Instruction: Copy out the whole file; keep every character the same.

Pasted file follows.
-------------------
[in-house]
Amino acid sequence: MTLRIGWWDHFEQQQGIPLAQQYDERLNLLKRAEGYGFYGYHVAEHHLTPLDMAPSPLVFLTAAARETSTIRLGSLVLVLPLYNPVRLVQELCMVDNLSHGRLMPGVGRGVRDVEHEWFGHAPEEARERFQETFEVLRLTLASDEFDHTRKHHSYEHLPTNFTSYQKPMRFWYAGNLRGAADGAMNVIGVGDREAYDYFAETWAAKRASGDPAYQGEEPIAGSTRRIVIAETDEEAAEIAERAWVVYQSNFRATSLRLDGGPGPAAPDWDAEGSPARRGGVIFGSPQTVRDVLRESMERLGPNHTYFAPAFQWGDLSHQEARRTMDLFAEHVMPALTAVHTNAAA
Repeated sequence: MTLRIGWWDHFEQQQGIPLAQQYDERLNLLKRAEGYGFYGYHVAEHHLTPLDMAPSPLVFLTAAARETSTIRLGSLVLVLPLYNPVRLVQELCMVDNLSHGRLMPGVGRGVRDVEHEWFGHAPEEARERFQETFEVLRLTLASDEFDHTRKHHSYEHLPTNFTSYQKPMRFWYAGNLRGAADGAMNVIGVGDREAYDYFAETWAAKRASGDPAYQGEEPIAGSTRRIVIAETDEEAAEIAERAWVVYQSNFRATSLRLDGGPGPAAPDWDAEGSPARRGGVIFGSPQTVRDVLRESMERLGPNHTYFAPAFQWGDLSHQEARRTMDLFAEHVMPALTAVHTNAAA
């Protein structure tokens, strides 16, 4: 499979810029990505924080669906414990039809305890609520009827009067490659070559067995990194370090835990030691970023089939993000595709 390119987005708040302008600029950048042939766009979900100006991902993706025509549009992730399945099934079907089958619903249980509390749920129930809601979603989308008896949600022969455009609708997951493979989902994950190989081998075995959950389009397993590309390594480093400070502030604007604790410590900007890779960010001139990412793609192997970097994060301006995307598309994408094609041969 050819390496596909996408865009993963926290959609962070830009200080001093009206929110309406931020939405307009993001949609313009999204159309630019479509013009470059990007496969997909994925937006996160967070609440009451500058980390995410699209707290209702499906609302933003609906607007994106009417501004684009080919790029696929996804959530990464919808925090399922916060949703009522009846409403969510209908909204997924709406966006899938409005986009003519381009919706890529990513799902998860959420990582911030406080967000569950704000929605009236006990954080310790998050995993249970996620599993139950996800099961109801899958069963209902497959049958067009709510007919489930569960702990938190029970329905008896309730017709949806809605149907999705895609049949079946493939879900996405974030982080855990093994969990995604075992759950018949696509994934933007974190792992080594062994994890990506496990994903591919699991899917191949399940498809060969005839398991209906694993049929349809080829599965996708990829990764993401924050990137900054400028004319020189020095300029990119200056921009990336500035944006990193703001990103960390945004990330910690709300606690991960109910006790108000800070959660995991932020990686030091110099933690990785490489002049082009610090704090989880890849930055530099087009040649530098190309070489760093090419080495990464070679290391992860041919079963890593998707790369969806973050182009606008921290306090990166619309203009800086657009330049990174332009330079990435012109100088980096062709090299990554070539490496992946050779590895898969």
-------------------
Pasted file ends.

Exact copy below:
[in-house]
Amino acid sequence: MTLRIGWWDHFEQQQGIPLAQQYDERLNLLKRAEGYGFYGYHVAEHHLTPLDMAPSPLVFLTAAARETSTIRLGSLVLVLPLYNPVRLVQELCMVDNLSHGRLMPGVGRGVRDVEHEWFGHAPEEARERFQETFEVLRLTLASDEFDHTRKHHSYEHLPTNFTSYQKPMRFWYAGNLRGAADGAMNVIGVGDREAYDYFAETWAAKRASGDPAYQGEEPIAGSTRRIVIAETDEEAAEIAERAWVVYQSNFRATSLRLDGGPGPAAPDWDAEGSPARRGGVIFGSPQTVRDVLRESMERLGPNHTYFAPAFQWGDLSHQEARRTMDLFAEHVMPALTAVHTNAAA
Repeated sequence: MTLRIGWWDHFEQQQGIPLAQQYDERLNLLKRAEGYGFYGYHVAEHHLTPLDMAPSPLVFLTAAARETSTIRLGSLVLVLPLYNPVRLVQELCMVDNLSHGRLMPGVGRGVRDVEHEWFGHAPEEARERFQETFEVLRLTLASDEFDHTRKHHSYEHLPTNFTSYQKPMRFWYAGNLRGAADGAMNVIGVGDREAYDYFAETWAAKRASGDPAYQGEEPIAGSTRRIVIAETDEEAAEIAERAWVVYQSNFRATSLRLDGGPGPAAPDWDAEGSPARRGGVIFGSPQTVRDVLRESMERLGPNHTYFAPAFQWGDLSHQEARRTMDLFAEHVMPALTAVHTNAAA
């Protein structure tokens, strides 16, 4: 499979810029990505924080669906414990039809305890609520009827009067490659070559067995990194370090835990030691970023089939993000595709 390119987005708040302008600029950048042939766009979900100006991902993706025509549009992730399945099934079907089958619903249980509390749920129930809601979603989308008896949600022969455009609708997951493979989902994950190989081998075995959950389009397993590309390594480093400070502030604007604790410590900007890779960010001139990412793609192997970097994060301006995307598309994408094609041969 050819390496596909996408865009993963926290959609962070830009200080001093009206929110309406931020939405307009993001949609313009999204159309630019479509013009470059990007496969997909994925937006996160967070609440009451500058980390995410699209707290209702499906609302933003609906607007994106009417501004684009080919790029696929996804959530990464919808925090399922916060949703009522009846409403969510209908909204997924709406966006899938409005986009003519381009919706890529990513799902998860959420990582911030406080967000569950704000929605009236006990954080310790998050995993249970996620599993139950996800099961109801899958069963209902497959049958067009709510007919489930569960702990938190029970329905008896309730017709949806809605149907999705895609049949079946493939879900996405974030982080855990093994969990995604075992759950018949696509994934933007974190792992080594062994994890990506496990994903591919699991899917191949399940498809060969005839398991209906694993049929349809080829599965996708990829990764993401924050990137900054400028004319020189020095300029990119200056921009990336500035944006990193703001990103960390945004990330910690709300606690991960109910006790108000800070959660995991932020990686030091110099933690990785490489002049082009610090704090989880890849930055530099087009040649530098190309070489760093090419080495990464070679290391992860041919079963890593998707790369969806973050182009606008921290306090990166619309203009800086657009330049990174332009330079990435012109100088980096062709090299990554070539490496992946050779590895898969």